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For Pratt it was a bushing. For GE/Rolls, it seems, it's a lug. In both cases testing of engines for the F-35 Joint Strike Fighter has been affected [see note] by failures caused by minor components - perhaps illustrating how hard it is to develop a high-performance jet engine.The General Electric/Rolls-Royce Fighter Engine Team, which halted testing of the F136 alternate engine on Oct. 2 after finding "dings and nicks" on turbine blades, has traced the damage to a tiny lug coming loose on the diffuser, which directs air into the combustor. "A diffuser component which connects the diffuser to the combustor will be modified," says GE/R-R. "We expect to have an F136 test engine running before year's end." With only 52 hours accumulated since the first SDD engine ran in January, that could mean the loss of almost three months of ground testing.Pratt & Whitney, meanwhile, announced in September it would modify the first-stage fan blades on production F135 primary engines after a humble worn bushing in the fan inlet case caused an aerodynamic disturbance that led to a piece of the blade tip breaking off during engine durability testing. [NOTE: I originally wrote "halted", but Pratt says that, other than the affected engine, F135 testing continued while it determined the cause of the fan damage, and delivery of initial production engines was not delayed.]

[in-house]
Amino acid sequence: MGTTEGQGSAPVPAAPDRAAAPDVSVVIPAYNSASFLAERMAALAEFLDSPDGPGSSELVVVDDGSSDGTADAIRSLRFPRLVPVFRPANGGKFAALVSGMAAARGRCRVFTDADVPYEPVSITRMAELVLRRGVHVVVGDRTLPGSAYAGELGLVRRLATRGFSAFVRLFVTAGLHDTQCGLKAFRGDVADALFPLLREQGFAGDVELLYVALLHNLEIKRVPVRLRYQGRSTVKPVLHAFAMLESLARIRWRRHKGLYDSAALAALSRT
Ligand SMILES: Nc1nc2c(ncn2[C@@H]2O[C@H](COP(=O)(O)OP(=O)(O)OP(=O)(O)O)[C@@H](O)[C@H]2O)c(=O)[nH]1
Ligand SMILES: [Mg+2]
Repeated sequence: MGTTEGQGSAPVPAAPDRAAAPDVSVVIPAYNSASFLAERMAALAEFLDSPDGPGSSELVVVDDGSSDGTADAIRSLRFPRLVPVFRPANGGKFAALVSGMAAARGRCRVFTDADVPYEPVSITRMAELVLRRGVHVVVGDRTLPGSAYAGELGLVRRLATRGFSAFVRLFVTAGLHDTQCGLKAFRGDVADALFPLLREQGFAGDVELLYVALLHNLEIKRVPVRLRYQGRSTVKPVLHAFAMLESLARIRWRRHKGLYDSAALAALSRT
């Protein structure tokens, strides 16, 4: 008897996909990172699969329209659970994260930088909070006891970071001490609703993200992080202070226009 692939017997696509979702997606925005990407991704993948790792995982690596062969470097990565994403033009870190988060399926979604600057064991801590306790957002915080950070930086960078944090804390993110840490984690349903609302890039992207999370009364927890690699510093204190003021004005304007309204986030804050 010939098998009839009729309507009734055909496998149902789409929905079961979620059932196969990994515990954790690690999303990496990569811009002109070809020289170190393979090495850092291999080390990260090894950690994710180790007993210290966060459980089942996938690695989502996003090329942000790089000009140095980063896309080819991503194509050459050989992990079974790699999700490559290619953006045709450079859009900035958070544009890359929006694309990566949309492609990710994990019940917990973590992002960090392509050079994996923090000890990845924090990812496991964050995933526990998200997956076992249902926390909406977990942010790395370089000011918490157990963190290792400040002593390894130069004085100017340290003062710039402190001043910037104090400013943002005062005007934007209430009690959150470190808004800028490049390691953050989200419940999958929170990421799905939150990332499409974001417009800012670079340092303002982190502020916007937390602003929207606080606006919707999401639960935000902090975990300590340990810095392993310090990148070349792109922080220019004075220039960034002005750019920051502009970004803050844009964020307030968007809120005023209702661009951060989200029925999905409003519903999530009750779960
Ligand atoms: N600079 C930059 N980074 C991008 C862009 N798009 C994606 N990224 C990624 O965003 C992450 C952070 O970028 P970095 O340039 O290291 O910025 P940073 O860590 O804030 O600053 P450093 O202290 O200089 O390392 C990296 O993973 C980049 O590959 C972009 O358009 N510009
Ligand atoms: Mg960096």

ar99, F136, F-35
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